Under § 1201(a)(3)(A), applicable to § 1201(a), to “circumvent a technological measure” means “to descramble a scrambled work, to decrypt an encrypted work, or otherwise to avoid, bypass, remove, deactivate, or impair a technological measure, without the authority of the copyright owner,” and a technological measure “effectively controls access to a work” if “the measure, in the ordinary course of its operation, requires the application of information, or a process or a treatment, with the authority of the copyright owner, to gain access to the work.” The “antitrafficking provisions” of the DMCA distinguish between gaining access to a work and exercising rights of the copyright owner, for § 1201(a)(2) prohibits trafficking in any technology primarily designed or produced for the purpose of “circumventing a technological measure that effectively controls access to a work protected under” Title 17, whereas § 1201(b)(1) prohibits trafficking in any technology primarily designed or produced for the purpose of “circumventing protection afforded by a technological measure that effectively protects a right of a copyright owner under” Title 17. 17 U.S.C. §§ 1201(a)(2) & (b)(1) (emphases added.).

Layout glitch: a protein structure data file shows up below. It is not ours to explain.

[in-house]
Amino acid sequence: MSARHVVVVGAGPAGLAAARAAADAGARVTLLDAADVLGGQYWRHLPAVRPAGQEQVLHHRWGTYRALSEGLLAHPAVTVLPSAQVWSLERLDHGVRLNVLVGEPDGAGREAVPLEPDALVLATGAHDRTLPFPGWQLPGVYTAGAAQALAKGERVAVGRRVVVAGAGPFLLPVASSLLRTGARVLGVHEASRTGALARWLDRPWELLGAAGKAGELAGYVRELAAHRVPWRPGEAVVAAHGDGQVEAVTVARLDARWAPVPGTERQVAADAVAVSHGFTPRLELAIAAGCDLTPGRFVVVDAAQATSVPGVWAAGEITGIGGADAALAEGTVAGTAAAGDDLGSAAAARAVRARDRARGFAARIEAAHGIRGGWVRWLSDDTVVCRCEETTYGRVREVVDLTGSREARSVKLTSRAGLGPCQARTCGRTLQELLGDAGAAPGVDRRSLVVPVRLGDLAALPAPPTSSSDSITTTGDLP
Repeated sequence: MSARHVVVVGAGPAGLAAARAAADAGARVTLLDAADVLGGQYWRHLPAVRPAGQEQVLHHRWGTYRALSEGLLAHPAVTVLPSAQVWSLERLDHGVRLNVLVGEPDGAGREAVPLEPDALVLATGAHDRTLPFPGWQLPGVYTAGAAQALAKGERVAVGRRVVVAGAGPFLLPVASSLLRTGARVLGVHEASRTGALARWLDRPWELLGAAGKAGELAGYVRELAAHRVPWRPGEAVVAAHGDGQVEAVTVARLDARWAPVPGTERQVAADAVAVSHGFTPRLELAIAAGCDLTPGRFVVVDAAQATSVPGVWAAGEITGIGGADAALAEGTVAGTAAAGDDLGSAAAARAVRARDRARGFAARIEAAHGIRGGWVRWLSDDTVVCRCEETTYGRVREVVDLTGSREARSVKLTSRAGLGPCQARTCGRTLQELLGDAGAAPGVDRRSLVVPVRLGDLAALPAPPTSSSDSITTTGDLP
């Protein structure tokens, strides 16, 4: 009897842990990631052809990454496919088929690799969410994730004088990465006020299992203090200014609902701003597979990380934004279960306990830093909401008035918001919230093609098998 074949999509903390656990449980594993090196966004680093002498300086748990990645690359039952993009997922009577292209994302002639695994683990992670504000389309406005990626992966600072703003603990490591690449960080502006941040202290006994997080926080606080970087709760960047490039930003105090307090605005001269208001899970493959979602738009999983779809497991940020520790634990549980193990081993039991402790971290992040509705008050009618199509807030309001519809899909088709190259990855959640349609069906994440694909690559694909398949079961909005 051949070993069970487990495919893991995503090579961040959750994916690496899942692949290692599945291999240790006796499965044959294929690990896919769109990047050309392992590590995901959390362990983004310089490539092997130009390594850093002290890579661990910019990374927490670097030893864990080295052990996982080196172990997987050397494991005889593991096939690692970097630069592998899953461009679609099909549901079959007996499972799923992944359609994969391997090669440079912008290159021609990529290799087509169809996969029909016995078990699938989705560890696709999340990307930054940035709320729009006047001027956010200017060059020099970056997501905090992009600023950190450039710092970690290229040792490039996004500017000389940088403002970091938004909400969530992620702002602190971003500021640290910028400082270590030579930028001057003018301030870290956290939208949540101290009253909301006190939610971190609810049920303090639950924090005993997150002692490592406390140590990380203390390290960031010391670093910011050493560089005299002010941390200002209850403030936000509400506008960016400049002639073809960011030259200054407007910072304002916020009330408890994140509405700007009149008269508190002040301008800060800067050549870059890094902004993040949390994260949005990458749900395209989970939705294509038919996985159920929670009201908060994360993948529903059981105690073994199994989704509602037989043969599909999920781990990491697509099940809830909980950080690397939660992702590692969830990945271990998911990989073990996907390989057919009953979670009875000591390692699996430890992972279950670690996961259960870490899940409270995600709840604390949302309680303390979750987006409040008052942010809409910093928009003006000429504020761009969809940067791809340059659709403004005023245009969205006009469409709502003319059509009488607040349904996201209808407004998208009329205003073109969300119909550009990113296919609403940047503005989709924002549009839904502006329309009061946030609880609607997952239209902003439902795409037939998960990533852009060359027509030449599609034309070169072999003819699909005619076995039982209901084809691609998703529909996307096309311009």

MGE argued that gaining “access” to a work means being able to view or use the work. The court rejected that meaning as too broad, since it “would permit liability under § 1201(a) for accessing a work simply to view it or use it within the purview of ‘fair use’ permitted under the Copyright Act.” Following the Federal Circuit in Chamberlin, the court concluded that the DMCA did not introduce a new property right (presumably referring to a right not to have a work viewed after circumvention of a technological measure), so there is no violation of § 1201(a) absent a “link between ‘access’ and ‘protection’ of the copyrighted work”: “The owner’s technological measure must protect the copyrighted material against infringement of a right that the Copyright Act protects, not from mere use or viewing.”